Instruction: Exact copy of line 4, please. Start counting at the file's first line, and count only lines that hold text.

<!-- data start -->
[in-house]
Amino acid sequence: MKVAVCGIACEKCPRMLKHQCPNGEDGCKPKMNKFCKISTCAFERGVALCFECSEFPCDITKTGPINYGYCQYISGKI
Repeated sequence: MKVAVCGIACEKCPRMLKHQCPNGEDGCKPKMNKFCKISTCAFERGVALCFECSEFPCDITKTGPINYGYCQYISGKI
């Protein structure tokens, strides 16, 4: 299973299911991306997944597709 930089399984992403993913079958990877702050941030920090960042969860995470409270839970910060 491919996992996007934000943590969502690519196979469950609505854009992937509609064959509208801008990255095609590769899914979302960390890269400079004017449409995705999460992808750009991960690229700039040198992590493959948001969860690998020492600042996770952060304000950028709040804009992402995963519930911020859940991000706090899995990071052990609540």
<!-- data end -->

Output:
């Protein structure tokens, strides 16, 4: 299973299911991306997944597709 930089399984992403993913079958990877702050941030920090960042969860995470409270839970910060 491919996992996007934000943590969502690519196979469950609505854009992937509609064959509208801008990255095609590769899914979302960390890269400079004017449409995705999460992808750009991960690229700039040198992590493959948001969860690998020492600042996770952060304000950028709040804009992402995963519930911020859940991000706090899995990071052990609540």